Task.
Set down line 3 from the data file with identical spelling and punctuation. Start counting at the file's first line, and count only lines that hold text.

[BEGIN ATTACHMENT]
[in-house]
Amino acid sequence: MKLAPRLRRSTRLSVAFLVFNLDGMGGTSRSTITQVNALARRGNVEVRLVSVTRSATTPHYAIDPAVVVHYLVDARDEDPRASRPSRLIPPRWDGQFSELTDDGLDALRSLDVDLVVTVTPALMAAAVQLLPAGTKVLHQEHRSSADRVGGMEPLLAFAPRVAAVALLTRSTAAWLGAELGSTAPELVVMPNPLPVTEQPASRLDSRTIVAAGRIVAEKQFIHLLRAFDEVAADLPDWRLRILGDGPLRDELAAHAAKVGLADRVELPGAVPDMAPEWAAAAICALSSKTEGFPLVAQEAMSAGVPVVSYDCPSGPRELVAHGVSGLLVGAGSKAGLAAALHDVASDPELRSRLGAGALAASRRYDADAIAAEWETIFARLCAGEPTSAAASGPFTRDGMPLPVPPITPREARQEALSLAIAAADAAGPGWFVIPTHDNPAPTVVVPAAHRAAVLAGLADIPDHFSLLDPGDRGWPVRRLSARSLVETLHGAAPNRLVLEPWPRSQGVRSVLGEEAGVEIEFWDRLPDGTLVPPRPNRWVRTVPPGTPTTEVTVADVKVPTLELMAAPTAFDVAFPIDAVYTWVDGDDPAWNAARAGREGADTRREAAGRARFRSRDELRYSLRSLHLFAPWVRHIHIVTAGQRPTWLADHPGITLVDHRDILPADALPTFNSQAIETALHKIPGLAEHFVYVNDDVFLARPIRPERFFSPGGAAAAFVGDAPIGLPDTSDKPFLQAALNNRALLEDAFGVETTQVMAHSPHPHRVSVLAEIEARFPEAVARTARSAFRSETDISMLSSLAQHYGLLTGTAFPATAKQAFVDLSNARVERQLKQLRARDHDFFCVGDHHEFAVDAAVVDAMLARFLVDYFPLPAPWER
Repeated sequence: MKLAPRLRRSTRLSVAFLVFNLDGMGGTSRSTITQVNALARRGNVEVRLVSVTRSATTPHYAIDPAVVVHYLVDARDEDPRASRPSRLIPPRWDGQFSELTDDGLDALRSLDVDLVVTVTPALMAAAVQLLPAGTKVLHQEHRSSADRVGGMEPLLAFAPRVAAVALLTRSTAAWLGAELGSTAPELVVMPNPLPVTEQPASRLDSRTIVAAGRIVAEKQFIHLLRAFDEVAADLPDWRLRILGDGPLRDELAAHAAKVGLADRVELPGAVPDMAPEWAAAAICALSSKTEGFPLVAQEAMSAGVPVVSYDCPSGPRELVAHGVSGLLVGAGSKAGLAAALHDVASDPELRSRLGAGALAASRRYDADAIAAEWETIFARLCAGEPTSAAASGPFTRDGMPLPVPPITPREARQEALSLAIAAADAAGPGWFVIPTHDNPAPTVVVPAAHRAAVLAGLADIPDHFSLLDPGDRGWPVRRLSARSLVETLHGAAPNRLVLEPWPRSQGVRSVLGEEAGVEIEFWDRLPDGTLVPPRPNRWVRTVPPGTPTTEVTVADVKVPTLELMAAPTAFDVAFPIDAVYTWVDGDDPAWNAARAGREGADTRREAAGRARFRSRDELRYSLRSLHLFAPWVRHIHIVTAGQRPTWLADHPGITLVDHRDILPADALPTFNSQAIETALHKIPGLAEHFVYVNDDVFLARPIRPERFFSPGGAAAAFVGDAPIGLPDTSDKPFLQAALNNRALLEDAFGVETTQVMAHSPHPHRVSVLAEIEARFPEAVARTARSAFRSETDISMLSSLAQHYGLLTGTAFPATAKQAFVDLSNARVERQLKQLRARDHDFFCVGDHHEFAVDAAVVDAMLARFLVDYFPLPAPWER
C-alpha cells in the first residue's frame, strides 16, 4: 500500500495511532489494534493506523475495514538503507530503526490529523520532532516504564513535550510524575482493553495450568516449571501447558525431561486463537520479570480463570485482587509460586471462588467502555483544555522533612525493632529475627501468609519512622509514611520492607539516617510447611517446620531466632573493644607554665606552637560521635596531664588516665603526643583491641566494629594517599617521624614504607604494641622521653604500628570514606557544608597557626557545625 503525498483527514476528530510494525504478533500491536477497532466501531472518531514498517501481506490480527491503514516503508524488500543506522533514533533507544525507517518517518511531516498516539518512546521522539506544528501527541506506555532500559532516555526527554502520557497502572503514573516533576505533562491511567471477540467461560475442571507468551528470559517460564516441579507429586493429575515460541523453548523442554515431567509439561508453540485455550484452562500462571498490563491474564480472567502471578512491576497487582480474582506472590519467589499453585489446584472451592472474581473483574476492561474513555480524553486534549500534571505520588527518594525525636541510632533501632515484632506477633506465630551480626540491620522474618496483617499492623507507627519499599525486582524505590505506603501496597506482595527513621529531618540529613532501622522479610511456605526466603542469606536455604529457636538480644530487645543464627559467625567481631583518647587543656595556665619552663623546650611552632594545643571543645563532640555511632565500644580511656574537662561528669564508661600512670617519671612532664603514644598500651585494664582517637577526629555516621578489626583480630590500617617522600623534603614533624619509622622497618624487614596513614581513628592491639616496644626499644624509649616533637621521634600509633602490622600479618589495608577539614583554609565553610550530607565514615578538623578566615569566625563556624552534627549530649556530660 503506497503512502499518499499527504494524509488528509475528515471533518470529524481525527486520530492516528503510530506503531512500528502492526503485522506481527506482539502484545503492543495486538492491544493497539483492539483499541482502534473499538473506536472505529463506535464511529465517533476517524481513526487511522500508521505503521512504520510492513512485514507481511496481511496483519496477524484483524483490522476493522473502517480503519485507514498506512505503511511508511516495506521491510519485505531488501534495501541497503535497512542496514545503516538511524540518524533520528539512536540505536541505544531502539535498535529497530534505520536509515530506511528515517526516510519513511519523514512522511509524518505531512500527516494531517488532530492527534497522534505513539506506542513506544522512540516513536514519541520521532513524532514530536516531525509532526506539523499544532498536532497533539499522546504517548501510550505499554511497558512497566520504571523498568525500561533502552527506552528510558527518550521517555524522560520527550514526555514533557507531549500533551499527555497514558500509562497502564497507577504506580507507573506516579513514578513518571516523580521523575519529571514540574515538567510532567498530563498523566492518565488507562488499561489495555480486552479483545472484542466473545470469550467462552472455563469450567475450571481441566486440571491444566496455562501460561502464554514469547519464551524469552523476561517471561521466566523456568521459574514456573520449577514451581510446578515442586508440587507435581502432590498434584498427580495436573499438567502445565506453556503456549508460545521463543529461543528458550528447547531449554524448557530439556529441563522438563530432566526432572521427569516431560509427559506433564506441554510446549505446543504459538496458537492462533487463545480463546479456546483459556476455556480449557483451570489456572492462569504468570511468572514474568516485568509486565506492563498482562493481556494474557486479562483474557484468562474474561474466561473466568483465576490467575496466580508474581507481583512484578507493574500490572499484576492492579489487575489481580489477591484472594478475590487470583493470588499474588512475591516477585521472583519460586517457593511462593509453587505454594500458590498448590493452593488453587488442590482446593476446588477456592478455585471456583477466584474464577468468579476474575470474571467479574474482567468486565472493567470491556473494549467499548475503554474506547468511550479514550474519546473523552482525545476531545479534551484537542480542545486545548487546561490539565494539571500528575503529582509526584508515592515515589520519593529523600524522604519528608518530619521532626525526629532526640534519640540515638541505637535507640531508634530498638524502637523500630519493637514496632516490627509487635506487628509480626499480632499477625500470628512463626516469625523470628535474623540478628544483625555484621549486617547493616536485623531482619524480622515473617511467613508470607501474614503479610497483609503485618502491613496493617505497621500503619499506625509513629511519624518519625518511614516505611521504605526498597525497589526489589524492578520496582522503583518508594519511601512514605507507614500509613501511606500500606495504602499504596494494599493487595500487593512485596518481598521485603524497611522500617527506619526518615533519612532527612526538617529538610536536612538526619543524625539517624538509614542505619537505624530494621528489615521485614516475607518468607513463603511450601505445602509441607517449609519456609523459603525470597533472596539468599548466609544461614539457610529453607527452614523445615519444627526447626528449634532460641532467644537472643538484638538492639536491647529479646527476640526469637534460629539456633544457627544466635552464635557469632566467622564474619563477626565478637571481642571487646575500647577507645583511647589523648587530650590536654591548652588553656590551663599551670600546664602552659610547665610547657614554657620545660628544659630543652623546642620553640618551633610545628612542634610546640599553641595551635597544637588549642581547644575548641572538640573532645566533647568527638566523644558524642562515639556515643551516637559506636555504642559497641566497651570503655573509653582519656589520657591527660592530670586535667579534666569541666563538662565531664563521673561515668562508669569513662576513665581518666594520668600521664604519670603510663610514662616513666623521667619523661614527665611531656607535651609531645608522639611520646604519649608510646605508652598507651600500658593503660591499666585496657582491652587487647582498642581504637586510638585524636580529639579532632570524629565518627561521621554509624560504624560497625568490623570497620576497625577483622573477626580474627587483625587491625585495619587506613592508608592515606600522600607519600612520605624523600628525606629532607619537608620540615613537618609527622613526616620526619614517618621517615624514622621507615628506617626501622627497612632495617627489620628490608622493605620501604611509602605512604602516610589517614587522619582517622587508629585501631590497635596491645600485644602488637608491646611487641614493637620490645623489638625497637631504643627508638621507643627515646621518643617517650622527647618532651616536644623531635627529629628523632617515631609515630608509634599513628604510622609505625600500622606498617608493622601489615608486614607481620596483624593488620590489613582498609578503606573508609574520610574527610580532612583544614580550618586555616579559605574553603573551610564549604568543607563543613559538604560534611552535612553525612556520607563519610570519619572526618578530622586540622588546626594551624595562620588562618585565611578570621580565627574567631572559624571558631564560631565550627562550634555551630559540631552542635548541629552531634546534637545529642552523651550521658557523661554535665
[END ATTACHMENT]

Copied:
Repeated sequence: MKLAPRLRRSTRLSVAFLVFNLDGMGGTSRSTITQVNALARRGNVEVRLVSVTRSATTPHYAIDPAVVVHYLVDARDEDPRASRPSRLIPPRWDGQFSELTDDGLDALRSLDVDLVVTVTPALMAAAVQLLPAGTKVLHQEHRSSADRVGGMEPLLAFAPRVAAVALLTRSTAAWLGAELGSTAPELVVMPNPLPVTEQPASRLDSRTIVAAGRIVAEKQFIHLLRAFDEVAADLPDWRLRILGDGPLRDELAAHAAKVGLADRVELPGAVPDMAPEWAAAAICALSSKTEGFPLVAQEAMSAGVPVVSYDCPSGPRELVAHGVSGLLVGAGSKAGLAAALHDVASDPELRSRLGAGALAASRRYDADAIAAEWETIFARLCAGEPTSAAASGPFTRDGMPLPVPPITPREARQEALSLAIAAADAAGPGWFVIPTHDNPAPTVVVPAAHRAAVLAGLADIPDHFSLLDPGDRGWPVRRLSARSLVETLHGAAPNRLVLEPWPRSQGVRSVLGEEAGVEIEFWDRLPDGTLVPPRPNRWVRTVPPGTPTTEVTVADVKVPTLELMAAPTAFDVAFPIDAVYTWVDGDDPAWNAARAGREGADTRREAAGRARFRSRDELRYSLRSLHLFAPWVRHIHIVTAGQRPTWLADHPGITLVDHRDILPADALPTFNSQAIETALHKIPGLAEHFVYVNDDVFLARPIRPERFFSPGGAAAAFVGDAPIGLPDTSDKPFLQAALNNRALLEDAFGVETTQVMAHSPHPHRVSVLAEIEARFPEAVARTARSAFRSETDISMLSSLAQHYGLLTGTAFPATAKQAFVDLSNARVERQLKQLRARDHDFFCVGDHHEFAVDAAVVDAMLARFLVDYFPLPAPWER